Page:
Trump Grounds All 737 Max Flights After Ethiopian Airlines Disaster

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President Trump has ordered the grounding of all 737 Max flights in the United States several days after an accident on Ethiopian Airlines Flight 302 resulted in the loss of all passengers and crew. Prior to his order, the FAA had steadfastly refused to take the plane out of service. More than a half-dozen nations and the EU have also ordered the 737 Max out of service.

The severity of this response is being driven by the highly unusual facts. Airplanes don’t crash. The 2015 car crash fatality rate according to the NHTSA was 1.13 fatalities per 100 million vehicle miles traveled. The equivalent rate for airlines is 0.0035. Airplane crashes are so rare, virtually every plane crash today is an edge case scenario. New planes crash even less than old planes — and the 737 Max 8 is a very new plane. The specific aircraft in question was less than four months old.

The reason everyone is grounding the 737 Max family is that this is now the second 737 Max 8 to fail, after the Lion Air crash in Singapore last November. In that case, a faulty AOA (angle-of-attack) sensor is believed to have caused the aircraft to activate its own anti-stall protection system, which put the nose of the aircraft into a dive. Boeing failed to notify pilots that this new anti-stall system existed on the Max 8 family, and the crew may have had no idea how to deactivate it.

We don’t know yet if the same problem occurred on Flight 302, but losing two of the same aircraft just months after they both debuted is an incredibly unusual occurrence. The possibility that the two losses are connected must be investigated. As my colleague David Cardinal has discussed, the de Haviland Comet is an excellent example of an aircraft that was introduced to rave reviews but later proved to have catastrophic defects. Issues can — and occasionally have — slipped through development.

In both the Lion Air case and the Ethiopian Airlines crash, there is evidence that the vehicle oscillated in the air. The graph below is from FlightRadar24 and contains the ground radar measurements on Flight 302.

ET302-0-Altitude-Values-Removed

The vertical speed line (green) shows whether the aircraft is gaining altitude or losing it. Each data point is 5-6 seconds apart, covering roughly 50 percent of the flight (three minutes, the aircraft crashed roughly six minutes after takeoff). And according to Ethiopian officials, one of the pilots on the 737 Max 8 reported “flight control problems” before the airplane crashed, but not any other issues that would point to malfunctions elsewhere with the aircraft.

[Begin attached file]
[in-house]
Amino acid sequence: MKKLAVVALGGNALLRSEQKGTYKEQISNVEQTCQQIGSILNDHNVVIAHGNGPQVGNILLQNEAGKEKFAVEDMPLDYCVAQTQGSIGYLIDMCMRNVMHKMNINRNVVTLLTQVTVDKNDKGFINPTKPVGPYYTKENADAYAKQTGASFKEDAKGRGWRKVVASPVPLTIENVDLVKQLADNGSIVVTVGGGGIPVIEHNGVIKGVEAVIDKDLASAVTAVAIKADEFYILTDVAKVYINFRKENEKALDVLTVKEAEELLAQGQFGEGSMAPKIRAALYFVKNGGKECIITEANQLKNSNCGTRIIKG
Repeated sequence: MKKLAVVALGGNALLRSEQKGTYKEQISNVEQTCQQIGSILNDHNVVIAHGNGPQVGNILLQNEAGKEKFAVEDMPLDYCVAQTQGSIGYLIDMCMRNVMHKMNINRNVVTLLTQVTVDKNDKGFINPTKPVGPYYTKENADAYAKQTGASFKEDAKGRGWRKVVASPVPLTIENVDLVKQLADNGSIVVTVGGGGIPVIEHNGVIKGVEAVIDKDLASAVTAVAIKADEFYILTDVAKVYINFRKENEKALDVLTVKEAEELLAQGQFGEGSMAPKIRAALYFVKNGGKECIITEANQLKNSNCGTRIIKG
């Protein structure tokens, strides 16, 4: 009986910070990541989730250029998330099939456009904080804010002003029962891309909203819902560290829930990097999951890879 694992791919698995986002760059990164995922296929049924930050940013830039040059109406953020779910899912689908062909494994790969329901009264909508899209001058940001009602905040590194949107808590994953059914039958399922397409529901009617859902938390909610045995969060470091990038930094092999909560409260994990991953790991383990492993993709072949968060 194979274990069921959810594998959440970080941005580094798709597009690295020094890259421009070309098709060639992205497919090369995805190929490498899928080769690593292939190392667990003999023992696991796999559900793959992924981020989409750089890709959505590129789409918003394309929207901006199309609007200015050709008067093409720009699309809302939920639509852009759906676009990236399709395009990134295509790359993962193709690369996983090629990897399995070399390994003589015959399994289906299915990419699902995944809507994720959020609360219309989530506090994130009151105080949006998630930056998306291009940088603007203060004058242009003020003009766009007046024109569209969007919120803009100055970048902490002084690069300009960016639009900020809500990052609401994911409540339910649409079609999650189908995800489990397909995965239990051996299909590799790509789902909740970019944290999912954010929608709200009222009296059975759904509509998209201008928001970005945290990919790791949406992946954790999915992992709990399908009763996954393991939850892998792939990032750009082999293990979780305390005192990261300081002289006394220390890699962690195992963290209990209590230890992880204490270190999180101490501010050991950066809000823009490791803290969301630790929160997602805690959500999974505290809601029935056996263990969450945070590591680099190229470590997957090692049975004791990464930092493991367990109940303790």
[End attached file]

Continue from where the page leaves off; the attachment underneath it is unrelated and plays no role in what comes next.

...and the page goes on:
Did Boeing Build a Catastrophic Flaw Into the 737 Max 8?

Last month, the New York Times released an extensive report on Lion Air Flight 610 and the 737 Max 8. This fourth-generation 737 was designed to keep the 51-year-old aircraft (the first 737 flew in 1968) competitive with more fuel-efficient versions of the Airbus A320. One of Boeing’s internal guidelines for the project was that any changes must be achievable without the need for any pilot retraining. But the engines Boeing wanted to use were larger than the old versions and had to be mounted higher and farther forward on the wings. These larger engines could cause the aircraft to destabilize under certain conditions, including high-banked turns at low speed.

To counter this, Boeing developed MCAS (Maneuvering Characteristics Augmentation System). MCAS is an additional software package intended to prevent stall under certain circumstances by pushing the plane’s nose downwards. Boeing didn’t try to hide the system — it’s disclosed in the plane repair manuals — but they didn’t disclose it to pilots or make any kind of effort to train crew members on its existence. Boeing’s argument throughout this process has been that the 737 Max 8 is a perfectly safe plane and that all existing crew training is sufficient to respond to any emergency situation they might encounter.

We now know that system has potential flaws. One issue highlighted in the NYT report last month is that MCAS only uses data from one AOA sensor when it calculates its own actions, even though there are two AOA sensors present. It isn’t known if Boeing or the FAA ever tested the 737 Max 8 with an AOA sensor deliberately sending bad data to the MCAS system.

There have been reports that Ethiopian Air Flight 302 “smoked and shuddered” before its plunge. If these prove true, it could point away from the MCAS system. It’s also possible that the MCAS system overrode any action the pilots were attempting to take to return the plane to proper control as a result of an engine or another component failure. Right now, we simply don’t know. Boeing is preparing a software update for the 737 Max 8, but that update was already in the works last month before Flight 302 fell out of the sky.

Boeing will fight tooth and nail to preserve the 737 Max 8. The aircraft is its most successful launch ever, with more than 5,100 on order and 350 delivered. Those orders could go up in smoke if the plane is found to have a fundamentally defective design. The fact that Boeing designed the failing system out of a desire to avoid the cost of retraining pilots wouldn’t go over well, either. But we don’t know why the plane crashed yet, and until we have at least some preliminary reports on that topic, we’d avoid a rush to judgment.

Feature image courtesy of Wikipedia

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